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Water

Report criticises floodplain harvesting

Calling for change: Riverina irrigators are upset that floodplain harvesting in the northern basin is impacting on other water users. Photo by Dean lewins

Metering of water captured for irrigation use and the removal of illegal structures capturing floodplain waters have been recommended by a NSW parliamentary committee.

The report by the upper house, cross-party committee into floodplain harvesting has been welcomed by Southern Riverina Irrigators.

The report suggests the NSW Water Reform Action Plan include a ‘no meter, no pump’ rule, as recommended by the Independent Investigation into NSW Water Management and Compliance.

Floodplain harvesting in the northern Murray-Darling Basin is the practice of irrigators diverting rainwater into their private dams and has been blamed for reducing flows, impacting on irrigator entitlements, and for contributing to fish kills in the Darling River.

The recommendations calling for an end-of-system flow target for the Darling-Baaka, licensing to the legislated legal limit of the Murry-Darling Basin Cap and abolishing the Healthy Floodplains Review Committee, were all goals sought by Southern Riverina Irrigators.

SRI chair Chris Brooks said his organisation had battled against self-interest groups, hostile departments and those who stood to benefit from a licensing regime well above the legislated legal level of the Murry-Darling Basin Cap.

“All we have ever asked is to see licensing of floodplain harvesting to the cap; not a made-up cap or a cap scenario,” Mr Brooks said.

“The same cap the southern basin has been operating under for years.”

The final report makes 25 recommendations and 14 findings about the need to reduce and manage floodplain harvesting at environmentally sustainable levels and the changes that must be implemented before the NSW Government embeds the practice through a licensing framework.

"The inquiry revealed that there continues to be deep divisions between water users, between basins, between experts and between communities on the merits of floodplain harvesting," Select Committee chair Cate Faehrmann said.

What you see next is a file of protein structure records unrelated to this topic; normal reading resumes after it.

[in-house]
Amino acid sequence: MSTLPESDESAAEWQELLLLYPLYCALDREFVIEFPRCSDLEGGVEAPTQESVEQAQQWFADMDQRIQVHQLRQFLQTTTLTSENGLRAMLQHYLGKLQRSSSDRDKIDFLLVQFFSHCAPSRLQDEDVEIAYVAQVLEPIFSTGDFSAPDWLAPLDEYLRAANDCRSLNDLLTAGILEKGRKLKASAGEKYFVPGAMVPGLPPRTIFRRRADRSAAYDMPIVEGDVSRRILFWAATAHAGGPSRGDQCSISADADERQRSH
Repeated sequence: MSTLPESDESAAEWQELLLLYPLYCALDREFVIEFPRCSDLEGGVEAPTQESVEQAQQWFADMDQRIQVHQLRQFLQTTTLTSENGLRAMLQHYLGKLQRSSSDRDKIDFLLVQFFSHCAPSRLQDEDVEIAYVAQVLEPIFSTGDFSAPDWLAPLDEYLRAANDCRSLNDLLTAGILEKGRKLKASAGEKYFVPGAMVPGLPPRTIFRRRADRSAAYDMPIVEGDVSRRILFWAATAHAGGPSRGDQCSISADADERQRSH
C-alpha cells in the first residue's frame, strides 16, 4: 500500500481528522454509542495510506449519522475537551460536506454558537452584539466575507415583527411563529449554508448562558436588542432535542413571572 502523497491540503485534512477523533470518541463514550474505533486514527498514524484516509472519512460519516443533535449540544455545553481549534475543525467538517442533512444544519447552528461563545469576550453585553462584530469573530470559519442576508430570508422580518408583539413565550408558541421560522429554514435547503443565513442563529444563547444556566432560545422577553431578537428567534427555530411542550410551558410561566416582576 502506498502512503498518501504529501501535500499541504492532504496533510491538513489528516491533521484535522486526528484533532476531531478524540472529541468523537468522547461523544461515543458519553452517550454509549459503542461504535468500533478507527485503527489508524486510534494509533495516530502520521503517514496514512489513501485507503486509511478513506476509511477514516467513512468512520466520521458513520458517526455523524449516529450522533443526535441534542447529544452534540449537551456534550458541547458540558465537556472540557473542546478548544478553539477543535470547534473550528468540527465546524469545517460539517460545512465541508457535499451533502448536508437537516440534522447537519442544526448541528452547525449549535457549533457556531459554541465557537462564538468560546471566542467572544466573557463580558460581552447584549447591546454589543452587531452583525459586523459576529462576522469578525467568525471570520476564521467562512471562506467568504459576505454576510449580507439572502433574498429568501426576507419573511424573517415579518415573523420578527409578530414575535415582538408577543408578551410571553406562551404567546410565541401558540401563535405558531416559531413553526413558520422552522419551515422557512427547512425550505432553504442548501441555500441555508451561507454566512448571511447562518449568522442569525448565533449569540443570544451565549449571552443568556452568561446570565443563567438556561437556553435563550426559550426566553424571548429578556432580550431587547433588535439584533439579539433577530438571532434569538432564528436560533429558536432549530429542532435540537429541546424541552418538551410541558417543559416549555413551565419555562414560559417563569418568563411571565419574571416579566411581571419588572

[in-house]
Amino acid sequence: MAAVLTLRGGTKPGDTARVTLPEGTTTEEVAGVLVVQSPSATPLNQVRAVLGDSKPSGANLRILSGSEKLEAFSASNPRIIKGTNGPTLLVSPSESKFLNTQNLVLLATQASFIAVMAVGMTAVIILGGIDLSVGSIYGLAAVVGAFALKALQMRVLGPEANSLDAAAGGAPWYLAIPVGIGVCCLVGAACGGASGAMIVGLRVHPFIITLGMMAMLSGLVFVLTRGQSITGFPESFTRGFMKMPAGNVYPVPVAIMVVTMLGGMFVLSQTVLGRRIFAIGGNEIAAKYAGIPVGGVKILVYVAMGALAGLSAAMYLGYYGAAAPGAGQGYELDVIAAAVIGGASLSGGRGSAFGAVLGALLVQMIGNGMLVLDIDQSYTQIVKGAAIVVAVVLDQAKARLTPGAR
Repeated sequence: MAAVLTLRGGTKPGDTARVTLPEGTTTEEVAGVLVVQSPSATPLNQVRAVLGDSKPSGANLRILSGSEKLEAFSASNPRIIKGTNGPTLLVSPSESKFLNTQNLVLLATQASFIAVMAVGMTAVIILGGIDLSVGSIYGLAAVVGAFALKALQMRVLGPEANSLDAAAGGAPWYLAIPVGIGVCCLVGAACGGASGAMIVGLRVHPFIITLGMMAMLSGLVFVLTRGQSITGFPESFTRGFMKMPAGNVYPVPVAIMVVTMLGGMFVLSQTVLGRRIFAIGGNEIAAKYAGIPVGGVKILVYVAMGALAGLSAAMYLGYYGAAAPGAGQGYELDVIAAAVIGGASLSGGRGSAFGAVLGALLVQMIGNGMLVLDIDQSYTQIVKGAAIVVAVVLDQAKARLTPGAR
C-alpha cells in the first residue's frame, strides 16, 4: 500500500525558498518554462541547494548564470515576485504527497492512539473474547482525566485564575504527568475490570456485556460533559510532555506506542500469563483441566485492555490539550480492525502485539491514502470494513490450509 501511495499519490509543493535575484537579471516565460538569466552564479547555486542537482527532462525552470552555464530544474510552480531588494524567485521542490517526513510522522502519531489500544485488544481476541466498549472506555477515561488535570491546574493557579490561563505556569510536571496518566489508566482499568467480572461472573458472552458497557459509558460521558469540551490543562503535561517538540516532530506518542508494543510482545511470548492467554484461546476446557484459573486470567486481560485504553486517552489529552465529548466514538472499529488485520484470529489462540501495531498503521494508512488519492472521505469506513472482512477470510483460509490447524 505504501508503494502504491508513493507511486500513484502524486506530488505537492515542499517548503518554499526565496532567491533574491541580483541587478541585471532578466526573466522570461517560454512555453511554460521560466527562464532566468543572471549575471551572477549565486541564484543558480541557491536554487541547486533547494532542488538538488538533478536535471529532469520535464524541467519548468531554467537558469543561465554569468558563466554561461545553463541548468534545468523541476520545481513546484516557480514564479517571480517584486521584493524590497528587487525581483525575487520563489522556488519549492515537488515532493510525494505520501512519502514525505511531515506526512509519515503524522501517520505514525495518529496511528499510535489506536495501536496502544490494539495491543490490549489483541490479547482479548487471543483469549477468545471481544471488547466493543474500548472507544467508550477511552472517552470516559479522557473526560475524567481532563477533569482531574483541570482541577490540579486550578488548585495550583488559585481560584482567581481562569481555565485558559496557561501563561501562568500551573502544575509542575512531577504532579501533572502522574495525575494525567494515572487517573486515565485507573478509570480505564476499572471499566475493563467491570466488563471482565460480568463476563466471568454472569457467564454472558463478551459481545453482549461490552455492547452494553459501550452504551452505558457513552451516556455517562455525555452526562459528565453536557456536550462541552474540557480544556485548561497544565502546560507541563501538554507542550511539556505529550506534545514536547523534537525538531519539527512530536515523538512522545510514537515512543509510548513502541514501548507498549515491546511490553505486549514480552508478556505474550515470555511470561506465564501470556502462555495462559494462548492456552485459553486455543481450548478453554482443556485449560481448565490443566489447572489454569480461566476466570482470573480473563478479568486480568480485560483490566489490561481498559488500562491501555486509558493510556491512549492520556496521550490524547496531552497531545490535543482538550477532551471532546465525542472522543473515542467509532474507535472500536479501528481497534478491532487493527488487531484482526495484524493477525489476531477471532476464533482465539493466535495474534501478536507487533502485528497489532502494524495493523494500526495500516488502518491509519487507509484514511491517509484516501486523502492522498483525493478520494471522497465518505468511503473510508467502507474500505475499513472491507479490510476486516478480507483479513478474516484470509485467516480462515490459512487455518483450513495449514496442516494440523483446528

"The committee also heard convincing evidence that the amount of licences the water minister intends to hand out is likely to exceed legislated limits set under the Murray-Darling Basin Plan,“ she said.

“Meanwhile, growth in private storages has increased, yet there has been no proper assessment of the impacts caused by flood works built to capture rain and floods.

"Most importantly, the committee heard that legislated cap and sustainable diversion limits must be adhered to, meaning there must be considerable winding back of a practice which has grown in line with the massively increased capacity for storing water taken from the floodplain or overbank flows.“

NSW Member for Murray Helen Dalton welcomed the report.

“The NSW Government has failed to regulate floodplain harvesting for the past two decades,” Ms Dalton said

“They have allowed too much water to be taken upstream via floodplain harvesting, meaning less river flows down the Darling River.

“It also means Murray and Murrumbidgee irrigators are left with lower allocations.

“These recommendations provide a framework for a more balanced approach — allowing farmers to take water in a sustainable way while ensuring downstream water targets are met.”

State Member for Shepparton Suzanna Sheed said she was concerned NSW Water Minister Melinda Pavey was in “a rush to issue floodplain harvesting licences by Christmas, before proper consideration of the recommendations can be made and an appropriate government response provided”.

Ms Sheed, who made one of the 289 submissions to the committee in August this year, said the committee findings clearly stated there were too many “inadequacies and uncertainties around floodplain harvesting” and that caution should be exercised before any licensing took place.

“In my submission to the inquiry, I called for end-of-valley targets to be met before water was allocated to floodplain harvesters,” she said.

“The powerful findings of the committee and a contention made in many of the submissions by southern basin stakeholders was that floodplain harvesting significantly impacted downstream flows and river health, with economic, social, cultural and environmental consequences.

“Another major impact of these low flows has been the failure of water delivery from the northern basin to the Murray, which has to be made up by southern basin rivers.

“It would be a travesty if, for short-term political gain, the NSW minister ignored the recommendations of the Select Committee and hastily issued floodplain harvesting licences when many significant deficiencies remain.

“These deficiencies relate to volume measurement, illegal structures, water accounting rules, community engagement and transparency.”